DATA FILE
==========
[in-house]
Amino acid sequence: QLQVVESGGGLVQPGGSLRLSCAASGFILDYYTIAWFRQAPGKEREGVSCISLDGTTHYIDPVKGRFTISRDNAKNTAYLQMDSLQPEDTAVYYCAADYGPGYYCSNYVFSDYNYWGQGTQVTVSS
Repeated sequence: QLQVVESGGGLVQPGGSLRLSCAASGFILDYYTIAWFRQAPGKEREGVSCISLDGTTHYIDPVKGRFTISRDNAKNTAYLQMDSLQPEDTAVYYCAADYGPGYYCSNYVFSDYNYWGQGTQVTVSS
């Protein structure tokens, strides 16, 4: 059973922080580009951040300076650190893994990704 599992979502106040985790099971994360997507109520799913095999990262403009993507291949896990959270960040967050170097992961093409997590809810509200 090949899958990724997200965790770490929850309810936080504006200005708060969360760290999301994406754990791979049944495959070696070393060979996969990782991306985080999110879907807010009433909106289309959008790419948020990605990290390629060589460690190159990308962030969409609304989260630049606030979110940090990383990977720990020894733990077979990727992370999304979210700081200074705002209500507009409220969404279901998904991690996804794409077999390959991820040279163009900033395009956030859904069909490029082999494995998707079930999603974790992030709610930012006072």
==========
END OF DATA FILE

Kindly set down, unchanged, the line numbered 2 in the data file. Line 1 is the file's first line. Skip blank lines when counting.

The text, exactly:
Amino acid sequence: QLQVVESGGGLVQPGGSLRLSCAASGFILDYYTIAWFRQAPGKEREGVSCISLDGTTHYIDPVKGRFTISRDNAKNTAYLQMDSLQPEDTAVYYCAADYGPGYYCSNYVFSDYNYWGQGTQVTVSS